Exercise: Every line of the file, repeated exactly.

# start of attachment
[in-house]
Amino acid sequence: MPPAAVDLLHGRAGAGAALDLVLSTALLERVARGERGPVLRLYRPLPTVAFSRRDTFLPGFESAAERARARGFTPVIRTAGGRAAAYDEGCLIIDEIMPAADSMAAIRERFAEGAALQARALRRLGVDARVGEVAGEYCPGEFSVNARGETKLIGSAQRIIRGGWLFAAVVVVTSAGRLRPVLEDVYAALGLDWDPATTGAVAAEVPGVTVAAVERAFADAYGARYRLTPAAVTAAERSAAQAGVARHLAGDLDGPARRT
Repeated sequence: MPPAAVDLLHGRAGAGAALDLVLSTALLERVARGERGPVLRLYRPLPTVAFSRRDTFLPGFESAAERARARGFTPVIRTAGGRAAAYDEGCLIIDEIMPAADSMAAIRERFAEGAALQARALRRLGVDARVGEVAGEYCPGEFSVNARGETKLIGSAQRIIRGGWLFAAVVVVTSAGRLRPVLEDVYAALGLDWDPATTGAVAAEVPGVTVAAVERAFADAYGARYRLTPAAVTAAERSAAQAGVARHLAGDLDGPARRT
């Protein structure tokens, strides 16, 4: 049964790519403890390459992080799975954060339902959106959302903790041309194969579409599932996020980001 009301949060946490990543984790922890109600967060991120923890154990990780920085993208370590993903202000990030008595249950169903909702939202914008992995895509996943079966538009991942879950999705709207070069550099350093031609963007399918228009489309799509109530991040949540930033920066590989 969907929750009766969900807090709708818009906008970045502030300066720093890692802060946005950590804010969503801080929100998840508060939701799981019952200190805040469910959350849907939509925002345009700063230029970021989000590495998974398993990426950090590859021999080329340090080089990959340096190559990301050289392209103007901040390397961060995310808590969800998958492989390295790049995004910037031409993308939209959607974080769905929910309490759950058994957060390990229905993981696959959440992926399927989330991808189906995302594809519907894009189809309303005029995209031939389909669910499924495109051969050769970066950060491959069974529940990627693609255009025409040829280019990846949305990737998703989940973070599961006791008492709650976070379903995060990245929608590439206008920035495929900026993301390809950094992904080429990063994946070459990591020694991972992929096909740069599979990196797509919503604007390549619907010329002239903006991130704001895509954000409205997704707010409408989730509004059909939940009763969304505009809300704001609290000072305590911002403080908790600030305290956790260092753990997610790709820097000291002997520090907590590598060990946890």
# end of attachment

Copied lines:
[in-house]
Amino acid sequence: MPPAAVDLLHGRAGAGAALDLVLSTALLERVARGERGPVLRLYRPLPTVAFSRRDTFLPGFESAAERARARGFTPVIRTAGGRAAAYDEGCLIIDEIMPAADSMAAIRERFAEGAALQARALRRLGVDARVGEVAGEYCPGEFSVNARGETKLIGSAQRIIRGGWLFAAVVVVTSAGRLRPVLEDVYAALGLDWDPATTGAVAAEVPGVTVAAVERAFADAYGARYRLTPAAVTAAERSAAQAGVARHLAGDLDGPARRT
Repeated sequence: MPPAAVDLLHGRAGAGAALDLVLSTALLERVARGERGPVLRLYRPLPTVAFSRRDTFLPGFESAAERARARGFTPVIRTAGGRAAAYDEGCLIIDEIMPAADSMAAIRERFAEGAALQARALRRLGVDARVGEVAGEYCPGEFSVNARGETKLIGSAQRIIRGGWLFAAVVVVTSAGRLRPVLEDVYAALGLDWDPATTGAVAAEVPGVTVAAVERAFADAYGARYRLTPAAVTAAERSAAQAGVARHLAGDLDGPARRT
């Protein structure tokens, strides 16, 4: 049964790519403890390459992080799975954060339902959106959302903790041309194969579409599932996020980001 009301949060946490990543984790922890109600967060991120923890154990990780920085993208370590993903202000990030008595249950169903909702939202914008992995895509996943079966538009991942879950999705709207070069550099350093031609963007399918228009489309799509109530991040949540930033920066590989 969907929750009766969900807090709708818009906008970045502030300066720093890692802060946005950590804010969503801080929100998840508060939701799981019952200190805040469910959350849907939509925002345009700063230029970021989000590495998974398993990426950090590859021999080329340090080089990959340096190559990301050289392209103007901040390397961060995310808590969800998958492989390295790049995004910037031409993308939209959607974080769905929910309490759950058994957060390990229905993981696959959440992926399927989330991808189906995302594809519907894009189809309303005029995209031939389909669910499924495109051969050769970066950060491959069974529940990627693609255009025409040829280019990846949305990737998703989940973070599961006791008492709650976070379903995060990245929608590439206008920035495929900026993301390809950094992904080429990063994946070459990591020694991972992929096909740069599979990196797509919503604007390549619907010329002239903006991130704001895509954000409205997704707010409408989730509004059909939940009763969304505009809300704001609290000072305590911002403080908790600030305290956790260092753990997610790709820097000291002997520090907590590598060990946890």